The corner of Rue Reaumur and Rue Sebastopole. This is where our walking tour started

We decided to cover the Louvre first and then go to the Notredame. It was a cold, windy and gloomy day. The Louvre we knew would take us a while and that too if we really really curtailed our explorations. People take weeks and months to cover the Louvre. We of course didn’t have that kind of luxury. But I really wish we could have spent at least one whole day to ‘do’ the Louvre.

We reached a bit late, since we managed to get lost on the way. But once we reached it, the long façade of the majestic former royal palace was unmistakable. Also unmistakable was the controversial tall glass pyramid that graces the centre of the vast main courtyard. I still haven’t made up my mind about this pyramid. It looks fairly good when you see it in isolation, even spectacular when you see it against the backdrop of the Louvre courtyard, especially at night. Nevertheless I don’t know whether it fits into the whole image of the Louvre. Of course who gives a damn what I think.

The Louvre main courtyard with the glass pyramid. The entrance is through the pyramid.

The outer courtyard with the long snaking queue clearly visible. Thousands come everyday to visit the largest and most famous museum in the world, and that day entry was free!!

Another thing that we couldn’t have possibly missed was the long serpentine queue inching its way forward. It was then that we realized that the day (1st Sunday of the month) had free entry to the Louvre. The entrance to the museum is under the glass pyramid, via a vast underground hall. Since the Mona Lisa is in the Denon wing (Richelieu and Sully being the other two), we made our way there. We also knew that some other famous artistic treasures were in the vicinity. Other than the Mona Lisa the two most famous works in the Louvre are the Winged Victory of Samothrace and the Venus De Milo.

The 'Winged Victory of Samothrace' or the 'Nike of Samothrace' depicting the Greek goddess of victory, spreading her arms (missing, along with her head) with the sea wind and spray whipping her garments across her body

Your first reaction on seeing all three of them could well be just a ‘Hmmm’. Not to say that they don’t look good (actually in the case of the Mona Lisa even that is not true) but you wonder if you would have looked at them again had you not known that they were famous. In order to get a better perspective you need to know that the two sculptures in question were made over 2000 years ago. Against that back drop they are indeed big accomplishments. I remember seeing the Winged Victory of Samothrace or the Nike of Samothrace (honestly we couldnt miss it as it stood at the top of the massive staircase) The sculpture does have that amazing quality of being alive. The same delicate features and stationary yet moving form we would again see in the Pieta by Michelangelo. Enough has already been said about the Mona Lisa and all I can say is that it is small and can't be clearly seen through the thick glass and the thicker crowd around it!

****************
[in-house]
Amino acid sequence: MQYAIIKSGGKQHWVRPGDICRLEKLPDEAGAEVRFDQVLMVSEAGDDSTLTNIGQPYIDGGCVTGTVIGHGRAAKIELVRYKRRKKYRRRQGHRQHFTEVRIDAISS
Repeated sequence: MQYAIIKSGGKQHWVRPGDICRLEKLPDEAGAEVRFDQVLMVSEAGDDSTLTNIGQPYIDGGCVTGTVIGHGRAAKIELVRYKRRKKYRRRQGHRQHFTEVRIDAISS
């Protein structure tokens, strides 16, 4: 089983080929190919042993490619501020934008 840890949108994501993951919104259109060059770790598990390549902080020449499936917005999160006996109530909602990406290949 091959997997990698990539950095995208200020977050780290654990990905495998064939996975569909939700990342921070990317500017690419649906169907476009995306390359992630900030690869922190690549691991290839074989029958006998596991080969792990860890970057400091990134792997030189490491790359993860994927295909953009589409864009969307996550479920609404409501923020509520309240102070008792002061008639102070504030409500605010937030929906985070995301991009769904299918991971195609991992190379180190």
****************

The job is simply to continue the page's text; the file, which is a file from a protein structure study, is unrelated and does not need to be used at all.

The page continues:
We followed the directions given in the museum and using the free layout map we made our way to the Italian masters paintings section. As we made our way across the never ending hallway it was but natural to be overwhelmed. Partly because there is so much to see and partly because we felt grossly under equipped to appreciate anything! Our sense for art was rustic to the hilt.

The Italian masters section or the 'salle de something' :-) Overwhelming to say the least!

We used Tirthankar’s Louvre guide book to find some of the famous paintings. Some of them were fabulous and probably we would have spotted them without the guide book to help us. Many others left us with mixed feelings of our own deficiencies regarding art or bewilderment as to how such a work could ever become famous. But nevertheless we could still make out a gradual evolution in the style of the paintings and their subjects. Most of the earlier paintings had only one theme – Jesus Christ. And more often than not the subject would be crucifixion. Moreover the paintings seemed amateurish, with block like figures and 2-D scenes. Paintings which did not depict Christ, would be about the royalty. The latter era paintings also borrowed heavily on themes from the Bible but the paintings were increasingly sophisticated. There were some paintings depicting scenes from common everyday life, or uncommon moments of common people. One superb painting (‘Raft of the Medusa’) shows a raft full of shipwrecked sailors at the moment when they have sighted a saviour ship. Another amazing painting is the ‘Wedding Feast at Cana’ which occupies one whole wall of a room. The amount of detail put into it makes it truly spectacular. The event is that of Jesus’s first miracle when he turned water into wine.